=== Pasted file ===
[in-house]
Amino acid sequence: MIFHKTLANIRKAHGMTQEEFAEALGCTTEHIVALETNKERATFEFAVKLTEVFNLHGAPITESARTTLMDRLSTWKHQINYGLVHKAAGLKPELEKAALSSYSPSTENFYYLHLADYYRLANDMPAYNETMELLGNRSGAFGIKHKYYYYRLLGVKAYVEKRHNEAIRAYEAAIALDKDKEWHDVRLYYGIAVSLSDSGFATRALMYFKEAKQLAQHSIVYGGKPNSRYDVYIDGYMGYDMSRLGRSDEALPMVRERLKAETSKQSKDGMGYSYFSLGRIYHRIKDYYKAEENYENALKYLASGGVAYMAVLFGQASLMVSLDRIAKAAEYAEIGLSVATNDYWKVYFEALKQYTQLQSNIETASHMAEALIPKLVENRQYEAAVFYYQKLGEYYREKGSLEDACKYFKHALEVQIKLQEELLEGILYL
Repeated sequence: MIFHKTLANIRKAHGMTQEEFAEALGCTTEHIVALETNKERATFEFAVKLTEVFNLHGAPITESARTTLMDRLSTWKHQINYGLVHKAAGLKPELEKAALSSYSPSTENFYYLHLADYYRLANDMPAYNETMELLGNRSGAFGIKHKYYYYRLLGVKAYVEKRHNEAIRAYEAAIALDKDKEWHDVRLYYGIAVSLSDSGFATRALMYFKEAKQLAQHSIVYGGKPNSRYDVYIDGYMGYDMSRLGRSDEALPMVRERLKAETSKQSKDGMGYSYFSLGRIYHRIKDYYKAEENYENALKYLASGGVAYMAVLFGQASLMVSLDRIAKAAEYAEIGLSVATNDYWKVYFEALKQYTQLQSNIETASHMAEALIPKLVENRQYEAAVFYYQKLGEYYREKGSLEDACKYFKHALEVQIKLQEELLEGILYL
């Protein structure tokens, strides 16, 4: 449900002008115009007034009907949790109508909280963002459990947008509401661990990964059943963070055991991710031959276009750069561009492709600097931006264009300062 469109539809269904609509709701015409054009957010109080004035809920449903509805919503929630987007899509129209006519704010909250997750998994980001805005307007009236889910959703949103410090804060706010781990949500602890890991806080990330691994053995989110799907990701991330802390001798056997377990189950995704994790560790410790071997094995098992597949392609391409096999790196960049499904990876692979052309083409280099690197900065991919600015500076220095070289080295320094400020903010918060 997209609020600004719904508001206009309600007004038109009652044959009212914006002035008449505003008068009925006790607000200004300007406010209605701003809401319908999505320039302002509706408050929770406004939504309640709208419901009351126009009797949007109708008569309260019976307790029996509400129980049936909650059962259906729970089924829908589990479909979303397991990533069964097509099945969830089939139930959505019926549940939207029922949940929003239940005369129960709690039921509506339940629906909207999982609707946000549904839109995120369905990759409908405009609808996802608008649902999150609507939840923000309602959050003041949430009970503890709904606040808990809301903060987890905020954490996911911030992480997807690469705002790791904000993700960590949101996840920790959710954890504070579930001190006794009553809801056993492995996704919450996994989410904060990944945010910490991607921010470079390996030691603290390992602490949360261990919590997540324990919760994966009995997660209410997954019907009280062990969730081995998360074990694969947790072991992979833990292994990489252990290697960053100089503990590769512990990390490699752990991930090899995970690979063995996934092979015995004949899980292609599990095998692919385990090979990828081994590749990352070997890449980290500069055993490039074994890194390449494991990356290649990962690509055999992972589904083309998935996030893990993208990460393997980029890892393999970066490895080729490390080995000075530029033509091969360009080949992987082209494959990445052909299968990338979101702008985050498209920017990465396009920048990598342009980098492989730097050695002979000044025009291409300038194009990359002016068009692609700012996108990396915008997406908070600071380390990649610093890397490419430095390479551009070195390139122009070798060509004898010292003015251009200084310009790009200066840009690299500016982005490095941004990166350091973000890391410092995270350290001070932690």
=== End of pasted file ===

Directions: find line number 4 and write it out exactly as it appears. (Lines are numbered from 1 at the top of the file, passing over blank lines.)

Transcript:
């Protein structure tokens, strides 16, 4: 449900002008115009007034009907949790109508909280963002459990947008509401661990990964059943963070055991991710031959276009750069561009492709600097931006264009300062 469109539809269904609509709701015409054009957010109080004035809920449903509805919503929630987007899509129209006519704010909250997750998994980001805005307007009236889910959703949103410090804060706010781990949500602890890991806080990330691994053995989110799907990701991330802390001798056997377990189950995704994790560790410790071997094995098992597949392609391409096999790196960049499904990876692979052309083409280099690197900065991919600015500076220095070289080295320094400020903010918060 997209609020600004719904508001206009309600007004038109009652044959009212914006002035008449505003008068009925006790607000200004300007406010209605701003809401319908999505320039302002509706408050929770406004939504309640709208419901009351126009009797949007109708008569309260019976307790029996509400129980049936909650059962259906729970089924829908589990479909979303397991990533069964097509099945969830089939139930959505019926549940939207029922949940929003239940005369129960709690039921509506339940629906909207999982609707946000549904839109995120369905990759409908405009609808996802608008649902999150609507939840923000309602959050003041949430009970503890709904606040808990809301903060987890905020954490996911911030992480997807690469705002790791904000993700960590949101996840920790959710954890504070579930001190006794009553809801056993492995996704919450996994989410904060990944945010910490991607921010470079390996030691603290390992602490949360261990919590997540324990919760994966009995997660209410997954019907009280062990969730081995998360074990694969947790072991992979833990292994990489252990290697960053100089503990590769512990990390490699752990991930090899995970690979063995996934092979015995004949899980292609599990095998692919385990090979990828081994590749990352070997890449980290500069055993490039074994890194390449494991990356290649990962690509055999992972589904083309998935996030893990993208990460393997980029890892393999970066490895080729490390080995000075530029033509091969360009080949992987082209494959990445052909299968990338979101702008985050498209920017990465396009920048990598342009980098492989730097050695002979000044025009291409300038194009990359002016068009692609700012996108990396915008997406908070600071380390990649610093890397490419430095390479551009070195390139122009070798060509004898010292003015251009200084310009790009200066840009690299500016982005490095941004990166350091973000890391410092995270350290001070932690």